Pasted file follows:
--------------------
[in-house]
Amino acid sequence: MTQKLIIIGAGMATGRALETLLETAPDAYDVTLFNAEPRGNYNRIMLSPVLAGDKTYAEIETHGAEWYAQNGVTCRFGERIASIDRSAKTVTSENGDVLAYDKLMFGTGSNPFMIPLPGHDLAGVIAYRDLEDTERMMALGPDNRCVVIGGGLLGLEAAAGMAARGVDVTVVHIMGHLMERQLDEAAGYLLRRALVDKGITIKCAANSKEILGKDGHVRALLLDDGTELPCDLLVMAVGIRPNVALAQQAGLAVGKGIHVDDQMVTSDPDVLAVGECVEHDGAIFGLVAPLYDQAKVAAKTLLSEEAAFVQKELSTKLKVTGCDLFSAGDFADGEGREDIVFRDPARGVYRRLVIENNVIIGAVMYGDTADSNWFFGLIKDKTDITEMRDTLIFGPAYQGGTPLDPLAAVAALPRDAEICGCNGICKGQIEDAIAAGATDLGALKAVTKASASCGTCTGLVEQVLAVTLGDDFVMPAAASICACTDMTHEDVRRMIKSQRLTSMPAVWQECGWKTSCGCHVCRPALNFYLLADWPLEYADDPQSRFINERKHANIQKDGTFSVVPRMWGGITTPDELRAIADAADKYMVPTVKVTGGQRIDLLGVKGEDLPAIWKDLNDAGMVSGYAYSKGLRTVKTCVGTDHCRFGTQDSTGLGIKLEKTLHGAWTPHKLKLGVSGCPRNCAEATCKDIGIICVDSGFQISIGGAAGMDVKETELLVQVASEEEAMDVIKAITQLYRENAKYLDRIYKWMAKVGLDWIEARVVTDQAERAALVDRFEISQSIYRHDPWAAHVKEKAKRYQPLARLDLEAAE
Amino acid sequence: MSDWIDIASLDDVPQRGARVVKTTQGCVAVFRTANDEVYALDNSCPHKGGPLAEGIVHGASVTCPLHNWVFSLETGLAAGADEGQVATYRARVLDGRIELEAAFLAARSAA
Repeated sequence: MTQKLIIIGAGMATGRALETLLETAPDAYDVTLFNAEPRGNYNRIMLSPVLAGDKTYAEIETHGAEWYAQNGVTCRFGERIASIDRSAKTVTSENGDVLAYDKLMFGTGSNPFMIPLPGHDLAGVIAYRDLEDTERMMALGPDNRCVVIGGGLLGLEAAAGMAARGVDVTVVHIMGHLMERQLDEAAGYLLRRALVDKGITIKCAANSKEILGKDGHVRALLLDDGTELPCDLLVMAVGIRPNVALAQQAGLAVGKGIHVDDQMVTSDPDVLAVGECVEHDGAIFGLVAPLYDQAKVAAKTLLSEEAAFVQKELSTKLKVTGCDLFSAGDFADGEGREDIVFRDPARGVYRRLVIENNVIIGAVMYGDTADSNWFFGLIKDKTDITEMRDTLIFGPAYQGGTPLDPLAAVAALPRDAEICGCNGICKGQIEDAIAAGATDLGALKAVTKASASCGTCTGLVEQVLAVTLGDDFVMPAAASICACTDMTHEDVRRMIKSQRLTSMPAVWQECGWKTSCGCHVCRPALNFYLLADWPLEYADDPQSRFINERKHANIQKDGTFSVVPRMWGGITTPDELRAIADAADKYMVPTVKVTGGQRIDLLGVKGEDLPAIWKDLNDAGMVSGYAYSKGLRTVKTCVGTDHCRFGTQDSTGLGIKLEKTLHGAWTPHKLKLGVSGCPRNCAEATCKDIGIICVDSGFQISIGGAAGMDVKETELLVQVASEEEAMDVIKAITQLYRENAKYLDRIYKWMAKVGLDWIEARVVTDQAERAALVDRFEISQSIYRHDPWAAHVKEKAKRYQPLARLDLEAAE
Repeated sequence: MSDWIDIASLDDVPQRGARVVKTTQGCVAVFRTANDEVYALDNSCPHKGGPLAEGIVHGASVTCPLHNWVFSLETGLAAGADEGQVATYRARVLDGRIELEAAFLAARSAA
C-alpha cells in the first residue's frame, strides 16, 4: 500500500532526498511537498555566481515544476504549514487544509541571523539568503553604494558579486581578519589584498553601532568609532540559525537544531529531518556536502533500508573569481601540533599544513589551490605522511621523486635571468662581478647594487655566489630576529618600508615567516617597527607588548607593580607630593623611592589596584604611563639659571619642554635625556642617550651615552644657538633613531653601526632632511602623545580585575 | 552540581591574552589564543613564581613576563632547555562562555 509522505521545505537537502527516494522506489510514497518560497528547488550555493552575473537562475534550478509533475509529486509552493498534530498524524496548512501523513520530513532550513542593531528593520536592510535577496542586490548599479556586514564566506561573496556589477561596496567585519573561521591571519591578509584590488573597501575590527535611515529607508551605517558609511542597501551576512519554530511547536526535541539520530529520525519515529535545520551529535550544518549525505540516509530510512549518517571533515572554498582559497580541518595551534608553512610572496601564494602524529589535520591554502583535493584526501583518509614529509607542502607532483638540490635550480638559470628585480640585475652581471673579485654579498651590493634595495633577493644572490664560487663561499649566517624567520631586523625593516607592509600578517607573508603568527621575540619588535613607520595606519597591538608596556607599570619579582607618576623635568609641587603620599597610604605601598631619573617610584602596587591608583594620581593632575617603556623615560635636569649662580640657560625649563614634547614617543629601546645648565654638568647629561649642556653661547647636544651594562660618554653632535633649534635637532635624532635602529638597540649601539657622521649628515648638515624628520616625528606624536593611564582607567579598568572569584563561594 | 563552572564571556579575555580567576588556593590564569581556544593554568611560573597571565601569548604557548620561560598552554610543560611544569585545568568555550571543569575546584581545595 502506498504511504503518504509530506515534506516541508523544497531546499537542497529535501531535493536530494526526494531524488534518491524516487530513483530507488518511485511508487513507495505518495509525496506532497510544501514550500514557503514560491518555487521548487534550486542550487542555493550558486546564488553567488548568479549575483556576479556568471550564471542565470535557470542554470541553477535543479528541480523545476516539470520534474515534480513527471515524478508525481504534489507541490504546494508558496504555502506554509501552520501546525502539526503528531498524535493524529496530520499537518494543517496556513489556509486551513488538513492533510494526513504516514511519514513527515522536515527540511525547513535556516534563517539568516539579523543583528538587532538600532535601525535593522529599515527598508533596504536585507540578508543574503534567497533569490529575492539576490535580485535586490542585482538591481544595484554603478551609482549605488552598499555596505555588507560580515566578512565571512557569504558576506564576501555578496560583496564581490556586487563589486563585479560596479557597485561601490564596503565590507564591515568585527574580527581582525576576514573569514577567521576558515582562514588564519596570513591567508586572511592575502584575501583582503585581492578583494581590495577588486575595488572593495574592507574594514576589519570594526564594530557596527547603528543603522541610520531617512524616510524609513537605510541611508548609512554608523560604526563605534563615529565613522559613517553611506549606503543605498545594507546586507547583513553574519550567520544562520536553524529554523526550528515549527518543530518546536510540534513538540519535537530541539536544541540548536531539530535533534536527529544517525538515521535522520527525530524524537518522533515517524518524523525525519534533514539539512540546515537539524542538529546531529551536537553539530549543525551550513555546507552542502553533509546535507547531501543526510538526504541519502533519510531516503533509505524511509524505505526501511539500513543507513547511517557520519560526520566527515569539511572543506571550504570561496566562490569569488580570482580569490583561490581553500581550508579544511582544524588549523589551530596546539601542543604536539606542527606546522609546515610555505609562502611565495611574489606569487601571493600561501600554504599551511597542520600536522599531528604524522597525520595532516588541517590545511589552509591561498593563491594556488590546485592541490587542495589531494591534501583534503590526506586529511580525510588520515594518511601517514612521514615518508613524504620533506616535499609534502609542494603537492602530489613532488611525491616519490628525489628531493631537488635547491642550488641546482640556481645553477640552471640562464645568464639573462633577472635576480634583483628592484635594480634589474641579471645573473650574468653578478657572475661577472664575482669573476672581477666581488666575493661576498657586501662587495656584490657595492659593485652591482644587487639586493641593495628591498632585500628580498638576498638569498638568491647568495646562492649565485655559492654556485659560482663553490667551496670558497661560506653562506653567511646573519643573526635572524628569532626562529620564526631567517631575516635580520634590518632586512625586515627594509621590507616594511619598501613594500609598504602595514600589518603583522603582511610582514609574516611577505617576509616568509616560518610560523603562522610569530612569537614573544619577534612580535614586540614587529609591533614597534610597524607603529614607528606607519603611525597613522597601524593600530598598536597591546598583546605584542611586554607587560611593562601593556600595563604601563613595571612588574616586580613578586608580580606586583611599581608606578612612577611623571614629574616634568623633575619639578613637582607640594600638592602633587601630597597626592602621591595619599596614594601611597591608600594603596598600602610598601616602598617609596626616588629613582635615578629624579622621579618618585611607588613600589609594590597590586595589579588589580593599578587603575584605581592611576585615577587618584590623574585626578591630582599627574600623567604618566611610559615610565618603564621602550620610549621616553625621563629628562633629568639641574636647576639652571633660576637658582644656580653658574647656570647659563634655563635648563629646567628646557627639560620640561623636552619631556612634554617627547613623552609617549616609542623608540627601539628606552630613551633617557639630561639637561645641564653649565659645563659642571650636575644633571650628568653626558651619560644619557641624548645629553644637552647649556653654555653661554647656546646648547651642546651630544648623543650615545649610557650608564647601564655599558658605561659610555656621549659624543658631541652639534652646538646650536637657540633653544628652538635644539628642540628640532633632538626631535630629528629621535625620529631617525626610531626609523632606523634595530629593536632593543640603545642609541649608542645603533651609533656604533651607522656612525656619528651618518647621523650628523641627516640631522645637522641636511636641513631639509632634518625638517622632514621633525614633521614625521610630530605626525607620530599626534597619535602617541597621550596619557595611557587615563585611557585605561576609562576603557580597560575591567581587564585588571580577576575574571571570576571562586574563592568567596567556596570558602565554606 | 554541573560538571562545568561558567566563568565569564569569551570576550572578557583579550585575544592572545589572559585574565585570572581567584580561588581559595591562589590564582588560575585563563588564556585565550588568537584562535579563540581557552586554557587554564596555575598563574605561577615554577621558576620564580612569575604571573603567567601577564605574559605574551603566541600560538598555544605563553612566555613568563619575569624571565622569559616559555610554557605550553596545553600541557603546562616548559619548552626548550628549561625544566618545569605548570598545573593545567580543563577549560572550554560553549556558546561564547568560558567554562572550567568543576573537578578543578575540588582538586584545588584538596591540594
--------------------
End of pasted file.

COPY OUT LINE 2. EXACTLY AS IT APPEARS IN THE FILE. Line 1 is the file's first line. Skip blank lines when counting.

Amino acid sequence: MTQKLIIIGAGMATGRALETLLETAPDAYDVTLFNAEPRGNYNRIMLSPVLAGDKTYAEIETHGAEWYAQNGVTCRFGERIASIDRSAKTVTSENGDVLAYDKLMFGTGSNPFMIPLPGHDLAGVIAYRDLEDTERMMALGPDNRCVVIGGGLLGLEAAAGMAARGVDVTVVHIMGHLMERQLDEAAGYLLRRALVDKGITIKCAANSKEILGKDGHVRALLLDDGTELPCDLLVMAVGIRPNVALAQQAGLAVGKGIHVDDQMVTSDPDVLAVGECVEHDGAIFGLVAPLYDQAKVAAKTLLSEEAAFVQKELSTKLKVTGCDLFSAGDFADGEGREDIVFRDPARGVYRRLVIENNVIIGAVMYGDTADSNWFFGLIKDKTDITEMRDTLIFGPAYQGGTPLDPLAAVAALPRDAEICGCNGICKGQIEDAIAAGATDLGALKAVTKASASCGTCTGLVEQVLAVTLGDDFVMPAAASICACTDMTHEDVRRMIKSQRLTSMPAVWQECGWKTSCGCHVCRPALNFYLLADWPLEYADDPQSRFINERKHANIQKDGTFSVVPRMWGGITTPDELRAIADAADKYMVPTVKVTGGQRIDLLGVKGEDLPAIWKDLNDAGMVSGYAYSKGLRTVKTCVGTDHCRFGTQDSTGLGIKLEKTLHGAWTPHKLKLGVSGCPRNCAEATCKDIGIICVDSGFQISIGGAAGMDVKETELLVQVASEEEAMDVIKAITQLYRENAKYLDRIYKWMAKVGLDWIEARVVTDQAERAALVDRFEISQSIYRHDPWAAHVKEKAKRYQPLARLDLEAAE